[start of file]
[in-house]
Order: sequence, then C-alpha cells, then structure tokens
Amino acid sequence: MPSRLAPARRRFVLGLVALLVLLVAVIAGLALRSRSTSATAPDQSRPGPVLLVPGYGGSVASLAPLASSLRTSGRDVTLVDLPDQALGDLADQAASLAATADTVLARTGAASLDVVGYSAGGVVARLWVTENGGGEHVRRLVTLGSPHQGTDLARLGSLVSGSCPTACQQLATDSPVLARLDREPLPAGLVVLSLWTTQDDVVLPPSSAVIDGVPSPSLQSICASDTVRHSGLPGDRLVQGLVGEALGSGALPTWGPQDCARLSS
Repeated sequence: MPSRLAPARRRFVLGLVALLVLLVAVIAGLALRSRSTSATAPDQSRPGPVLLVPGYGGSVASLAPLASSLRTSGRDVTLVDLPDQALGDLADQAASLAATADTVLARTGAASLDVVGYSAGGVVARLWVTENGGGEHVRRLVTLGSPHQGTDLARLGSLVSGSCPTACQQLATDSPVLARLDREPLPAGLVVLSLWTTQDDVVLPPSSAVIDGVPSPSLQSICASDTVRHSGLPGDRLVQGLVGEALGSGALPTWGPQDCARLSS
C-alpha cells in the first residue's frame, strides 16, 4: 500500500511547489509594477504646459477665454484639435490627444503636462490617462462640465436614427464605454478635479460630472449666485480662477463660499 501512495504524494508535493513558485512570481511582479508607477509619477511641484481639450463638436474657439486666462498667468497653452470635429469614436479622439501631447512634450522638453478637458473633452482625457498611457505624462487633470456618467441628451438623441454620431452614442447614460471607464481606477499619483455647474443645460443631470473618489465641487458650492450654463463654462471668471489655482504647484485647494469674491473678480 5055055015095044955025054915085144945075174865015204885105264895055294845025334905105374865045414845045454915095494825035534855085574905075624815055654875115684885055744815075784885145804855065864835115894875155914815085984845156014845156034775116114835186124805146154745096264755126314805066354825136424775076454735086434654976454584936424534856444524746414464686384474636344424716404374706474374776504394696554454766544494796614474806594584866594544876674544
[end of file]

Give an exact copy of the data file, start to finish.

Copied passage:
[in-house]
Order: sequence, then C-alpha cells, then structure tokens
Amino acid sequence: MPSRLAPARRRFVLGLVALLVLLVAVIAGLALRSRSTSATAPDQSRPGPVLLVPGYGGSVASLAPLASSLRTSGRDVTLVDLPDQALGDLADQAASLAATADTVLARTGAASLDVVGYSAGGVVARLWVTENGGGEHVRRLVTLGSPHQGTDLARLGSLVSGSCPTACQQLATDSPVLARLDREPLPAGLVVLSLWTTQDDVVLPPSSAVIDGVPSPSLQSICASDTVRHSGLPGDRLVQGLVGEALGSGALPTWGPQDCARLSS
Repeated sequence: MPSRLAPARRRFVLGLVALLVLLVAVIAGLALRSRSTSATAPDQSRPGPVLLVPGYGGSVASLAPLASSLRTSGRDVTLVDLPDQALGDLADQAASLAATADTVLARTGAASLDVVGYSAGGVVARLWVTENGGGEHVRRLVTLGSPHQGTDLARLGSLVSGSCPTACQQLATDSPVLARLDREPLPAGLVVLSLWTTQDDVVLPPSSAVIDGVPSPSLQSICASDTVRHSGLPGDRLVQGLVGEALGSGALPTWGPQDCARLSS
C-alpha cells in the first residue's frame, strides 16, 4: 500500500511547489509594477504646459477665454484639435490627444503636462490617462462640465436614427464605454478635479460630472449666485480662477463660499 501512495504524494508535493513558485512570481511582479508607477509619477511641484481639450463638436474657439486666462498667468497653452470635429469614436479622439501631447512634450522638453478637458473633452482625457498611457505624462487633470456618467441628451438623441454620431452614442447614460471607464481606477499619483455647474443645460443631470473618489465641487458650492450654463463654462471668471489655482504647484485647494469674491473678480 5055055015095044955025054915085144945075174865015204885105264895055294845025334905105374865045414845045454915095494825035534855085574905075624815055654875115684885055744815075784885145804855065864835115894875155914815085984845156014845156034775116114835186124805146154745096264755126314805066354825136424775076454735086434654976454584936424534856444524746414464686384474636344424716404374706474374776504394696554454766544494796614474806594584866594544876674544